But what has other scholars observed?

Howard, Kopta, Krause and Orlinksy (1986) have published a study which highlights how the number of sessions and the outcomes of psychotherapy are negatively correlated . The authors also suggested that the greatest benefit from psychotherapy occurs in the first six sessions , with no significant improvement over time. Clients often show satisfaction with a psychotherapy service regardless of the number of sessions attended (Littlepage et al ., 1976) just as the therapeutic alliance along with positive outcomes and client satisfaction are independent of treatment duration(Ardito & Rabellino, 2011; Arnow et al., 2013; Horvath & Symonds, 1991).



What about Fullen’s research?

Fullen conducted his investigation using conversation analysis (CA) , a qualitative method of analysis developed by Harvey Sacks (1995) , a leading sociologist, through which he analyzed a single therapy session. The use of CA in psychotherapy research is well established and constitutes a valid method of analysis (Couture & Sutherland, 2006; Muntigl & Horvath, 2016; Sutherland & Strong, 2011).



What were the results?

The analysis concerned the study of single-session therapies carried out with adults between 18 and 75 years of age. Conversation excerpts provided clear evidence supporting co-building of a therapeutic alliance throughout the session . Fullen identified the moments of the transcription in which the therapist and the client engaged in definition of meaning, collaboration, analyzing the paralinguistic characteristics of the conversation. Subsequently she associated the extracts of the transcripts with the aspects of the relationship already defined previously by the original theory of Bordin (1979) who defined the therapeutic alliance as a mutual agreement regarding the Objectives (Goal ) of the change and the Tasks ( Task) necessary to reach them, together with the establishment of Bonds which maintain the collaboration between the participants in the therapeutic work.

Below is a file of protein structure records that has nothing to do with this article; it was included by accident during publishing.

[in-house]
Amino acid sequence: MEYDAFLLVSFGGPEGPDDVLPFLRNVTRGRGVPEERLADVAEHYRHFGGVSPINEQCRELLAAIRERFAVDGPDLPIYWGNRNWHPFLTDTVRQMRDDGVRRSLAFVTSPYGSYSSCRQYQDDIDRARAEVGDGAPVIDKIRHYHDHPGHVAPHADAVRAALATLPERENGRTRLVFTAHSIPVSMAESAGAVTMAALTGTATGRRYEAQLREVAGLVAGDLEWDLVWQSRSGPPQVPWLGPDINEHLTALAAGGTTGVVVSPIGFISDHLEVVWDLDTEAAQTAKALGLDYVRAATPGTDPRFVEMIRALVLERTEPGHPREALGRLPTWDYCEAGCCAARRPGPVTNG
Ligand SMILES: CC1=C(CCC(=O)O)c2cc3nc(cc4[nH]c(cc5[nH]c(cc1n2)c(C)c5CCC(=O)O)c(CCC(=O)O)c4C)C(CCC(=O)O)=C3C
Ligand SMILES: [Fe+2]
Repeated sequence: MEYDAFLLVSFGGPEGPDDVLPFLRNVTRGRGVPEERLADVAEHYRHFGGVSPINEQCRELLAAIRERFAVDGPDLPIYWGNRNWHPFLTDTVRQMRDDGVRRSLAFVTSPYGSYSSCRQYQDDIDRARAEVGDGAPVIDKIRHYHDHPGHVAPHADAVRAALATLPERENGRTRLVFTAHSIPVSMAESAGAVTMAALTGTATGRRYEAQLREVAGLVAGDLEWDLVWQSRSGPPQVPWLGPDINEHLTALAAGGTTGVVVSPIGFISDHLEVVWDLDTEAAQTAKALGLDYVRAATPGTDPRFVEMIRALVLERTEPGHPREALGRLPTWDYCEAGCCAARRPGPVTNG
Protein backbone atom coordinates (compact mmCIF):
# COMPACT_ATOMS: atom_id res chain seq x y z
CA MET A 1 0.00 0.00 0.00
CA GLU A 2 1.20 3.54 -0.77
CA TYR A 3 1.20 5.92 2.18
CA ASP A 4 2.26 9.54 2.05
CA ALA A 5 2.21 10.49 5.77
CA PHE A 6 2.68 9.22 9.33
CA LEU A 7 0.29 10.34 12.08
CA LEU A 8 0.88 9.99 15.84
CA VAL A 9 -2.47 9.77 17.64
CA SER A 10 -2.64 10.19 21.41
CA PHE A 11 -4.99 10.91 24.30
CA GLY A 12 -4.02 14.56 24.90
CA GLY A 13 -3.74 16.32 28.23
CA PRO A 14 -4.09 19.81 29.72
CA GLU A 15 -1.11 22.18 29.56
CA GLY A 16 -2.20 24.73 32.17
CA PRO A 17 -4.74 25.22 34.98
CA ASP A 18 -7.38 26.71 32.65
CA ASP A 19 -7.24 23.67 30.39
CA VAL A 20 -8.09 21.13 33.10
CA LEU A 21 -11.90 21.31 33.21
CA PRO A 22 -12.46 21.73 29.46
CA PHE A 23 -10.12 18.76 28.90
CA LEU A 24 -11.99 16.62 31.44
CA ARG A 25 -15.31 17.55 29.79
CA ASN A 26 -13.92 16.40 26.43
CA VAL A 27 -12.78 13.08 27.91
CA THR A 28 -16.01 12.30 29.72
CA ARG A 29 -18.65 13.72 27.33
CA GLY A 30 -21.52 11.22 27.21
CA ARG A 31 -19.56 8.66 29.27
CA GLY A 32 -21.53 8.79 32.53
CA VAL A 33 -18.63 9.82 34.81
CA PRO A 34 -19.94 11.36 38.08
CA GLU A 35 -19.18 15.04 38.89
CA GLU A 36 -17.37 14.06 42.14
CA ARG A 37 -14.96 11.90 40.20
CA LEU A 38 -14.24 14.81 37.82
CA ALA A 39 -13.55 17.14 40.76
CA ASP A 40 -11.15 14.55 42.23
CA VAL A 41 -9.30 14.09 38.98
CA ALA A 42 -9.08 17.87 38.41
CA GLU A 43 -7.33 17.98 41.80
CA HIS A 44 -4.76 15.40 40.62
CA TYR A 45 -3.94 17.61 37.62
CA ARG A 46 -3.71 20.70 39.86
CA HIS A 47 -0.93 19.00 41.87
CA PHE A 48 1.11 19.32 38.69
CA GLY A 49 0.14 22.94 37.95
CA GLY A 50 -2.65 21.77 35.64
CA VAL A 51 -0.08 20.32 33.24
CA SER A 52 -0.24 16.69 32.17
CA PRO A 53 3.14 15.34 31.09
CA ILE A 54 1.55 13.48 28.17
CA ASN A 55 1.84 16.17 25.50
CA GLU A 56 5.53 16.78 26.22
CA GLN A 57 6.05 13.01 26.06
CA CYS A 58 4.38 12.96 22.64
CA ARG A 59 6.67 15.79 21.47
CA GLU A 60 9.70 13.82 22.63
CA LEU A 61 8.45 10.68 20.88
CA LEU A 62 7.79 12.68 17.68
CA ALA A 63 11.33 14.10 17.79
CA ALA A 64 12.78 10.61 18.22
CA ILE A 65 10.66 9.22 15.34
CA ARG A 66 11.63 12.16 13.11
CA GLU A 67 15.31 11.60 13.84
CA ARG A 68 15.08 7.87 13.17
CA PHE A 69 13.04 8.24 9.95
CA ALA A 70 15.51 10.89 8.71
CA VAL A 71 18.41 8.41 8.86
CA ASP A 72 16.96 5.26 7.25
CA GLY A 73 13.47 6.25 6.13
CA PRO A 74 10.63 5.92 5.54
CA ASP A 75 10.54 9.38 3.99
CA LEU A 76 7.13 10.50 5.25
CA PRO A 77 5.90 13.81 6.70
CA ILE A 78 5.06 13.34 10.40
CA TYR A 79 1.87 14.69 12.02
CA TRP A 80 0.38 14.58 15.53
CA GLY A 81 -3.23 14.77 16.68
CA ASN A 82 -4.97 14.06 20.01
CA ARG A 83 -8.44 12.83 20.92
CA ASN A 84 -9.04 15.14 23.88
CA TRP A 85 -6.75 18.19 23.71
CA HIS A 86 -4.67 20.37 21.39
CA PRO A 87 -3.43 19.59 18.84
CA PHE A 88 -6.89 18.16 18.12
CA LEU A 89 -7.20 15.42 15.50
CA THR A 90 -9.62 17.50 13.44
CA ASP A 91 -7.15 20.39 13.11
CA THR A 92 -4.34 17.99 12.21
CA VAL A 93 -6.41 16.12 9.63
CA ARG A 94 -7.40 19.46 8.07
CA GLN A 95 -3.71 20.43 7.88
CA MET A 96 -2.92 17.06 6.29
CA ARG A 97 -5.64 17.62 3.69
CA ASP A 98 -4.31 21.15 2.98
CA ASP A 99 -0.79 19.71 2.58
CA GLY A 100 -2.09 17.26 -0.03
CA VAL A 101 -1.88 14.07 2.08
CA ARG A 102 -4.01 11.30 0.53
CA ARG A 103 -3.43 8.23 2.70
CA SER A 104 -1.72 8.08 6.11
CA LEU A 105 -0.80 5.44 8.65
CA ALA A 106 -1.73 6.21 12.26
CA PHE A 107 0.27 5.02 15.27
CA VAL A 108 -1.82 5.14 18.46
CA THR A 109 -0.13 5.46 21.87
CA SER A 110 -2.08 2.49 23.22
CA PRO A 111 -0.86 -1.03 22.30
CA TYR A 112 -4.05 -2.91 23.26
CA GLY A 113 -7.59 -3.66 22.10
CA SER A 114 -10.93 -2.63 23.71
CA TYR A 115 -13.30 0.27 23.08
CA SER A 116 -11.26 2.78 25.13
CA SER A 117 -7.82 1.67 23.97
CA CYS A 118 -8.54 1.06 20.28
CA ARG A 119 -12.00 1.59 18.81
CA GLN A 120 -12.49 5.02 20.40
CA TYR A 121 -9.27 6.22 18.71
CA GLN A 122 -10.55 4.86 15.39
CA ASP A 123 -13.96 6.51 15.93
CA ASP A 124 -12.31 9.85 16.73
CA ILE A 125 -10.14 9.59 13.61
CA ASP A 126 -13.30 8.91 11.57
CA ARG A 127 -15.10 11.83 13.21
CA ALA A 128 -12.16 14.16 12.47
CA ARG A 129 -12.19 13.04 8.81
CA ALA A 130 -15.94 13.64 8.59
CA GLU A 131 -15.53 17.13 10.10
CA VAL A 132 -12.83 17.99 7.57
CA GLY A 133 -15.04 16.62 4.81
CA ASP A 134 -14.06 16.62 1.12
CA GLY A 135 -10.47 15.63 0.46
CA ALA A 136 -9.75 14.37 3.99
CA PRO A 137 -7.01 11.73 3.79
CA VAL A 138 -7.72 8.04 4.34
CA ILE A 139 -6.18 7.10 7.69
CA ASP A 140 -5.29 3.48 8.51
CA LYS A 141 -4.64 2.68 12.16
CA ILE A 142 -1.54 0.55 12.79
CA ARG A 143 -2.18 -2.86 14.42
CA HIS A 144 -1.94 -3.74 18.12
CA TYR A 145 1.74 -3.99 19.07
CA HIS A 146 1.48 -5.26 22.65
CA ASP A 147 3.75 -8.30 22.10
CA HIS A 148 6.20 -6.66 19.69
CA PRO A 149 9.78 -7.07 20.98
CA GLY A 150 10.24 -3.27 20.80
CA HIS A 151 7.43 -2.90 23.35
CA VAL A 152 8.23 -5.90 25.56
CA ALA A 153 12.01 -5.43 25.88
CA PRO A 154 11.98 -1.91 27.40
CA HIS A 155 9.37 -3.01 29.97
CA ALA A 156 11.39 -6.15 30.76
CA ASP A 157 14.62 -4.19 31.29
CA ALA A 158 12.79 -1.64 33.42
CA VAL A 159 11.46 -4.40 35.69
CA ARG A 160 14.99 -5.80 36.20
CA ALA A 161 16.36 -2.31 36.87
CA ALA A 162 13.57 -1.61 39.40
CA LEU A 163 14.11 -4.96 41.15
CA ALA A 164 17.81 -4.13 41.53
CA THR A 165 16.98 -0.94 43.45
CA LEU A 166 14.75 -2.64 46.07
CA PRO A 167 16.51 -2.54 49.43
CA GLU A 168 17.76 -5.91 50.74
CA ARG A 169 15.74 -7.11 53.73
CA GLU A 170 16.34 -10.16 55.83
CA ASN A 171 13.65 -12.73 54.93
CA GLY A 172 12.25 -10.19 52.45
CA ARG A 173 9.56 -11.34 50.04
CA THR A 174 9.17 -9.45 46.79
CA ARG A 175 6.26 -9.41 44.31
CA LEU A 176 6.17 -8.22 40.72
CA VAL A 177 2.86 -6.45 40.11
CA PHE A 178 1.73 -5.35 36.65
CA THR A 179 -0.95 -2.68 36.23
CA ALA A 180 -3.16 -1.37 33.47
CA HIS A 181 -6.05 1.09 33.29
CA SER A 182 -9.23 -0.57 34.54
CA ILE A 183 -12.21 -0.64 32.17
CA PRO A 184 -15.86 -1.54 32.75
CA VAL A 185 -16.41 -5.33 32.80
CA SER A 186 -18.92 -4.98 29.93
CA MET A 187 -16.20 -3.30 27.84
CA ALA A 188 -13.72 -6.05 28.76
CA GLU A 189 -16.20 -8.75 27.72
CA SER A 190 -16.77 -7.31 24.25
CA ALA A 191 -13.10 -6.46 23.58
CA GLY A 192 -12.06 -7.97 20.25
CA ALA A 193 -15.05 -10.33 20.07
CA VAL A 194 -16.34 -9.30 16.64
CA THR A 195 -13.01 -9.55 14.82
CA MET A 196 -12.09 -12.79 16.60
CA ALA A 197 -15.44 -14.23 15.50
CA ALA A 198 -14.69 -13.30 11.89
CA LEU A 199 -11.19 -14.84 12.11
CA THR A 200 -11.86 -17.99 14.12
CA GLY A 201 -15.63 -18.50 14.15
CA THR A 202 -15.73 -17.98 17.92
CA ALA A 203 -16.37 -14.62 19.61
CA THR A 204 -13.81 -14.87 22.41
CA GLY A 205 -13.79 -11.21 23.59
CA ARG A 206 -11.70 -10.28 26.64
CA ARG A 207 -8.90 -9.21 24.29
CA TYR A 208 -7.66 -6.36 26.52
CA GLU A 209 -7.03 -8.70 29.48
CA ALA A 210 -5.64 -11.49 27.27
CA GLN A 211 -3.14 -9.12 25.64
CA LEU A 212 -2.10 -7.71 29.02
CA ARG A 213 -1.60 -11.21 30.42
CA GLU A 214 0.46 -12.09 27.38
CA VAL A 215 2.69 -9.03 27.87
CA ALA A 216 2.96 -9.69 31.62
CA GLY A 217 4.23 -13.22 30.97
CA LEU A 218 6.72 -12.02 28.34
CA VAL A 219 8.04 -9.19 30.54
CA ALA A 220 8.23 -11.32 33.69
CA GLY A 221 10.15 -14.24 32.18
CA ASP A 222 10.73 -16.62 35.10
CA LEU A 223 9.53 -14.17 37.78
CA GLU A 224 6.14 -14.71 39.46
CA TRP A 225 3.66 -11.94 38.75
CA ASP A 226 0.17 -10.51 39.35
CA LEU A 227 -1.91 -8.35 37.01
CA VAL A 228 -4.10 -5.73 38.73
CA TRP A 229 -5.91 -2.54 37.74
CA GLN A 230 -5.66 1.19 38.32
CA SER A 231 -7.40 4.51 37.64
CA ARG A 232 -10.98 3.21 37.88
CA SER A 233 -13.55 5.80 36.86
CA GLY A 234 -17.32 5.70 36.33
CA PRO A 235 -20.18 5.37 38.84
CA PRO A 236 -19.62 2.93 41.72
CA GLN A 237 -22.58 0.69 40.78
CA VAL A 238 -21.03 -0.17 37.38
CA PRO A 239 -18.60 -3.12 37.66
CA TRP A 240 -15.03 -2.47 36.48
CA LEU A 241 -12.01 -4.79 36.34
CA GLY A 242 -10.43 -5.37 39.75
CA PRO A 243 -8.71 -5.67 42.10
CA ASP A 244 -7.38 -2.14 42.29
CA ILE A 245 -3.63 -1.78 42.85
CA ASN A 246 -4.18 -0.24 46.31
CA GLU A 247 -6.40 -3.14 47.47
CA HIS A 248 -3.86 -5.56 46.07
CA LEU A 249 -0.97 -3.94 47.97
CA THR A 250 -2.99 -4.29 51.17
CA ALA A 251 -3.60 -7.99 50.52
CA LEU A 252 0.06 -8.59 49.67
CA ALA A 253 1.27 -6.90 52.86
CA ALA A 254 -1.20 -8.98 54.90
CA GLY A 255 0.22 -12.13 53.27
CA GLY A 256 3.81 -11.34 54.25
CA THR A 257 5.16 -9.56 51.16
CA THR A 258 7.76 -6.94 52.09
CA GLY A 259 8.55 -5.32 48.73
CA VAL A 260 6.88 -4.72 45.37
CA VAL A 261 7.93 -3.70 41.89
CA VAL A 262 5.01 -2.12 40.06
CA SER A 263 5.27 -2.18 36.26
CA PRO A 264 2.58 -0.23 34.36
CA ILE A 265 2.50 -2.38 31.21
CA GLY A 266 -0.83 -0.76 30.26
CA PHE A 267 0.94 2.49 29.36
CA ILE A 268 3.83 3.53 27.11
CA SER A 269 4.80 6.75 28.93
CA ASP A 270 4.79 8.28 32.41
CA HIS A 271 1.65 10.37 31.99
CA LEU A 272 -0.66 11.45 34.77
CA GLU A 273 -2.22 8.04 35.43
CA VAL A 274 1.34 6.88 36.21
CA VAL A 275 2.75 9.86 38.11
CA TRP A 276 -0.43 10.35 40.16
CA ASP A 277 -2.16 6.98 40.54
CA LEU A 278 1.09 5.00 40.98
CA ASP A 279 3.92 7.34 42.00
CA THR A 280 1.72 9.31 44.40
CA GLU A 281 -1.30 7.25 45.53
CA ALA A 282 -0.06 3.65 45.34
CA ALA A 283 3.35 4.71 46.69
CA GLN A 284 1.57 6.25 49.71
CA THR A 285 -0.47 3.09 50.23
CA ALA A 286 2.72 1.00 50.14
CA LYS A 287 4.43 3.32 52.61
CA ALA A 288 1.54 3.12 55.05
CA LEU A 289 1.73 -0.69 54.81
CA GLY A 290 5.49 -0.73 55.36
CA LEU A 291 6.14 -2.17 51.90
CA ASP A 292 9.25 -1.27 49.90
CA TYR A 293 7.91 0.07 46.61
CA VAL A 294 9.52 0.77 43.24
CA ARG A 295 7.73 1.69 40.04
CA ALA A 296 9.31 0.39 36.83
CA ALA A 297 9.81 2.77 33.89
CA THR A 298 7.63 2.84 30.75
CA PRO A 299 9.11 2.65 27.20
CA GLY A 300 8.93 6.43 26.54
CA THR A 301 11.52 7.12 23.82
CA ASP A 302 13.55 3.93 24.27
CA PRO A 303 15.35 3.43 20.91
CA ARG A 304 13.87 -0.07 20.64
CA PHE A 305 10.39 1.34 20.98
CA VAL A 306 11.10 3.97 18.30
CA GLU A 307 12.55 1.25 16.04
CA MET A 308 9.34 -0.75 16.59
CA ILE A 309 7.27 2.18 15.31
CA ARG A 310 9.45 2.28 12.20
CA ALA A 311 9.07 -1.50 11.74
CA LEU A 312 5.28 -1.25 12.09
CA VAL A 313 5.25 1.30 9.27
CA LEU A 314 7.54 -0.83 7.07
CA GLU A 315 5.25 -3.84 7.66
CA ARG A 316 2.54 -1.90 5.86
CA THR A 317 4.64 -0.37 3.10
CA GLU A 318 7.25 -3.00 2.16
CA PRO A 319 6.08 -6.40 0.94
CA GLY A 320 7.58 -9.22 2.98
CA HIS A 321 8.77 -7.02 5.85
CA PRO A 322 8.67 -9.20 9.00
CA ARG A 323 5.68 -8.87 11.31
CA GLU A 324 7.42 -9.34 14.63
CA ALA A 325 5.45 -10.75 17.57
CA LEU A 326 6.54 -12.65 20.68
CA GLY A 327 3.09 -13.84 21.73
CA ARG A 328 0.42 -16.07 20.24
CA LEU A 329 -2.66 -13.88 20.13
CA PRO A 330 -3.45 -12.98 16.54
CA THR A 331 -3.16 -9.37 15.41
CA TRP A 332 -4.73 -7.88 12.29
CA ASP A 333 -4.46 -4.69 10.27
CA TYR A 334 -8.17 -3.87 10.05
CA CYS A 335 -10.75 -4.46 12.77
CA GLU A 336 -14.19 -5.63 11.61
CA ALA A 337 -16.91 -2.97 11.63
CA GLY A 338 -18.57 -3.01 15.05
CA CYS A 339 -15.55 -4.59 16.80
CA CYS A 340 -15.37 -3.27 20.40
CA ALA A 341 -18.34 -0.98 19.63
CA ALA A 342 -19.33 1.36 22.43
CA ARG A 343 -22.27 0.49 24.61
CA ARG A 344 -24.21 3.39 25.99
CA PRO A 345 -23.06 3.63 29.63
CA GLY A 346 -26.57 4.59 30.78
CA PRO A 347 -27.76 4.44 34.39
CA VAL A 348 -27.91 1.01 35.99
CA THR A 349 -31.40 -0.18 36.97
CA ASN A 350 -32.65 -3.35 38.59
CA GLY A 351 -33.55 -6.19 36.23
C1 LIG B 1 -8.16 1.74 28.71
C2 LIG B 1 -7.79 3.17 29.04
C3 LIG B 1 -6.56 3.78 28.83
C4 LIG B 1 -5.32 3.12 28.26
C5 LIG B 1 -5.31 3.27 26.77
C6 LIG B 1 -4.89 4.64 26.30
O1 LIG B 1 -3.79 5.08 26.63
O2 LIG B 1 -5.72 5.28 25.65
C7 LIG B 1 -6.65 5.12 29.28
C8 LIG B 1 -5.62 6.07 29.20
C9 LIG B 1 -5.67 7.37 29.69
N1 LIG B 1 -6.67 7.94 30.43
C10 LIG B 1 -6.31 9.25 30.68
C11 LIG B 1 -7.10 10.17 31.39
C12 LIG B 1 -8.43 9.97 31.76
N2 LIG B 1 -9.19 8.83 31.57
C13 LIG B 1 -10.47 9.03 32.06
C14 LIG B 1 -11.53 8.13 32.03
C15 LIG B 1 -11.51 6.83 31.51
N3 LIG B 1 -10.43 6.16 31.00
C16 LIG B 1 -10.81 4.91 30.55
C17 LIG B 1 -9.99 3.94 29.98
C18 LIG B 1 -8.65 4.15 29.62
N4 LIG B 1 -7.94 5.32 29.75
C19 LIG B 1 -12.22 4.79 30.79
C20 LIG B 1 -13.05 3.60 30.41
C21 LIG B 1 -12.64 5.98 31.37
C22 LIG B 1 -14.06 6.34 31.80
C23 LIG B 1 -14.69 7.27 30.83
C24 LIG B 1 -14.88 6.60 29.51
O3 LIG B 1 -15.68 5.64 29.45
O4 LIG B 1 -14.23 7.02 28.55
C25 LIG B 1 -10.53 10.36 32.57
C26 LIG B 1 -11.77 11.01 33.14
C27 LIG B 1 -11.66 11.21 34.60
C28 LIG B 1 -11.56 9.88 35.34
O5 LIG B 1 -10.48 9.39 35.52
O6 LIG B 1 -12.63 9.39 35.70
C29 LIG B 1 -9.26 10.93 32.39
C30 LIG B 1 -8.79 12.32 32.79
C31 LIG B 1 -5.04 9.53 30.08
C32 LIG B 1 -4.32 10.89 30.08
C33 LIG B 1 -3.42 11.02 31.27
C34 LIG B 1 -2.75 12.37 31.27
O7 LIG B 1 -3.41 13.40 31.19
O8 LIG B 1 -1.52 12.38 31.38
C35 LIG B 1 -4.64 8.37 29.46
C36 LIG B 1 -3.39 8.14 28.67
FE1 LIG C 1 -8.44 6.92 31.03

Below are the elements found in the conversations that allowed the co-building of the alliance :

  • Spontaneity of the relationship
  • Positive and unconditional regard by the therapist towards the client
  • Empathy
  • Agreement on achieving a work goal
  • Tasks necessary to achieve the goal
  • Professional relationship between client and therapist built on trust created through spontaneity and unconditional respect
  • Client satisfaction with therapy




With today’s article we wanted to provide evidence to support the idea that a single therapy session may be sufficient to create a stable and positive therapeutic alliance . The research cited in the article highlights how SST is based on the same principles as other therapeutic approachesthat is, to help the client improve the quality of life through the co-construction of a therapeutic alliance useful to amplify the positive therapeutic results. As healthcare and treatment costs rise, SST becomes a cost-effective and effective treatment option. The study results also support any research that believes that TSS is as effective as other forms of evidence-based therapy. These results also challenge researchers who suggest that long-term models are more effective simply because they are longer without considering all the research supporting that how often people have therapy is often one or only a few sessions. and with satisfaction for the results achieved.


Angelica Giannetti
Team Psychotherapist of the Italian Center
for Single Session Therapy